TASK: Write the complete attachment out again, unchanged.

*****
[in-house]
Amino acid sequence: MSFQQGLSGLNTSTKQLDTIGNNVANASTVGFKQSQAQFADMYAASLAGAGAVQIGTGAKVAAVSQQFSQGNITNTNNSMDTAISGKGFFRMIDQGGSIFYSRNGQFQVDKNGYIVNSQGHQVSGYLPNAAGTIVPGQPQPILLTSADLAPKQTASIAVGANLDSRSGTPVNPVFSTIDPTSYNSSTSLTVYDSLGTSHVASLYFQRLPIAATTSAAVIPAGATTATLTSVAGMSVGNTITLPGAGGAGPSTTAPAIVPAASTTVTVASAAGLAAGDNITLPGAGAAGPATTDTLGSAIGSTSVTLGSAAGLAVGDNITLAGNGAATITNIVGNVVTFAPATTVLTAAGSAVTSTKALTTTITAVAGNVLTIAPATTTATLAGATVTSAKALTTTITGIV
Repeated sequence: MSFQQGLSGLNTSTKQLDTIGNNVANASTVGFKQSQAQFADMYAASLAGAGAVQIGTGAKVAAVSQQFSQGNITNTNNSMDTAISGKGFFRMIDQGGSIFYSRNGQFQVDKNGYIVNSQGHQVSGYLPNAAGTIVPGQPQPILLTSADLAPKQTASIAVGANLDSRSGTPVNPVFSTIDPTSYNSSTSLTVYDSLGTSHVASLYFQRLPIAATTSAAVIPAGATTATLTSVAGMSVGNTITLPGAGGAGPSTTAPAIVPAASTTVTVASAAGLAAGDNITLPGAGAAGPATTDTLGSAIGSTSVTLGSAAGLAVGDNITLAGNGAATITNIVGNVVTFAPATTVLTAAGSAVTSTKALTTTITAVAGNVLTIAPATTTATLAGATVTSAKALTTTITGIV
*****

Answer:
[in-house]
Amino acid sequence: MSFQQGLSGLNTSTKQLDTIGNNVANASTVGFKQSQAQFADMYAASLAGAGAVQIGTGAKVAAVSQQFSQGNITNTNNSMDTAISGKGFFRMIDQGGSIFYSRNGQFQVDKNGYIVNSQGHQVSGYLPNAAGTIVPGQPQPILLTSADLAPKQTASIAVGANLDSRSGTPVNPVFSTIDPTSYNSSTSLTVYDSLGTSHVASLYFQRLPIAATTSAAVIPAGATTATLTSVAGMSVGNTITLPGAGGAGPSTTAPAIVPAASTTVTVASAAGLAAGDNITLPGAGAAGPATTDTLGSAIGSTSVTLGSAAGLAVGDNITLAGNGAATITNIVGNVVTFAPATTVLTAAGSAVTSTKALTTTITAVAGNVLTIAPATTTATLAGATVTSAKALTTTITGIV
Repeated sequence: MSFQQGLSGLNTSTKQLDTIGNNVANASTVGFKQSQAQFADMYAASLAGAGAVQIGTGAKVAAVSQQFSQGNITNTNNSMDTAISGKGFFRMIDQGGSIFYSRNGQFQVDKNGYIVNSQGHQVSGYLPNAAGTIVPGQPQPILLTSADLAPKQTASIAVGANLDSRSGTPVNPVFSTIDPTSYNSSTSLTVYDSLGTSHVASLYFQRLPIAATTSAAVIPAGATTATLTSVAGMSVGNTITLPGAGGAGPSTTAPAIVPAASTTVTVASAAGLAAGDNITLPGAGAAGPATTDTLGSAIGSTSVTLGSAAGLAVGDNITLAGNGAATITNIVGNVVTFAPATTVLTAAGSAVTSTKALTTTITAVAGNVLTIAPATTTATLAGATVTSAKALTTTITGIV